It will be interesting to see how 20,000 bikes are absorbed given the rides-per-bike figures already seem in sharp decline. From a bikeshare user standpoint, having more bikes is better, but a huge excess could lead to problems such as lots of poorly maintained bikes or blockage issues on sidewalks and trails. Moreover, to nurture a bikeshare industry that is viable over the long-term (i.e., when the venture capital dries up) increasing rides per bike is likely necessary to ensure profitability, especially if we want higher quality bikes. In other words, if bikeshare grows to 20,000 bikes or more, ridership growth will need to be robust.

It probably seemed like a fairly harmless prank when somebody cut the brakes on this Lime bike in the foreground, but a brake-less bike could lead to disaster–or somebody wasting $1 on a useless bike. The intersection in the background where the Burke-Gilman Trail meets Stone Way has long been a pinch point, and the bevvy of idle rental bikes often sitting there is only making matters worse. (Photo by author)

Another item to watch out for is how rides-per-bike breaks down between regular and e-assist bikes. Apparently, JUMP has averaged more than five rides per bike per day in San Francisco using all e-assist bikes, according to Nathan Hambley, Uber’s Northwest Communications Manager. This would appear to be at least five times what Seattle is averaging right now with its motley assortment of bikes, some well-maintained, others in states of decay or vandalism–apparently there is a few brake bandits out there cutting bikeshare brake lines. E-assist bikes will likely need higher ridership per bike to cover the higher cost per bike. There are reasons to expect e-bikes to be more popular–not least among them Seattle’s many daunting hills.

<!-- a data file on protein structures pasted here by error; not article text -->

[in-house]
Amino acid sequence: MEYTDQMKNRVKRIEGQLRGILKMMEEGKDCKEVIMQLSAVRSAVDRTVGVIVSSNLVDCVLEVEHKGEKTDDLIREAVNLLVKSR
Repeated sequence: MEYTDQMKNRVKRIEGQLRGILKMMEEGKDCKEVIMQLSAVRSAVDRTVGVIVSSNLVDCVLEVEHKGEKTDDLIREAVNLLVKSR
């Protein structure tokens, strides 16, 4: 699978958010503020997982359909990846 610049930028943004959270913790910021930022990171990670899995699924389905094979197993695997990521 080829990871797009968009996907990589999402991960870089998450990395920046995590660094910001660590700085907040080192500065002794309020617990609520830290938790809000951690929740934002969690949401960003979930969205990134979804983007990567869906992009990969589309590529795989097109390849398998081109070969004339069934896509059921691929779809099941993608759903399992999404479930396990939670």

Demanding Better Bike Infrastructure

When the Seattle City Council killed Pronto Cycle Share, several councilmembers cited the need for more protected bike lanes as motivating their decision. They feared a city-run bikeshare program would siphon money away from bike infrastructure improvements to help all riders and make bicycling and bikeshare more accessible to more people. Now the city has a successful privately-financed bikeshare pilot, but key protected bike lane connections, like Pike/Pine and Fourth Avenue, have been slow in coming. Due to frustration with this slow progress, cycling advocates are pushing for prompt roll out of the Basic Bike Network as the council contemplates the permanent bikeshare program. Cascade Bicycle Club and Seattle Neighborhood Greenways want to pack Seattle City Hall at noon on July 18th to demand faster timelines for completion of the Basic Bike Network, supporting a council proposal to use budget riders to press for that.

There was some hope that fees coming in from private bikeshare could help fund bike infrastructure, but the $50 per bike fees ultimately do not add up to that much money, especially once the City’s expenses are taken out. Of the $50 fee, $30 is dedicated to administration, which includes equity and accessibility efforts and independent audits, and $20 is slotted to bikeshare parking programs, building on existing parking zone efforts and perhaps adding new corrals. SDOT’s proposal suggests the stream of bikeshare revenue may lead to new bike parking but seems unlikely to fund new bike lanes. Since JUMP uses a lock-to bikeshare model, it may become crucial that SDOT adds more bike racks to prevent a shortage of bike parking.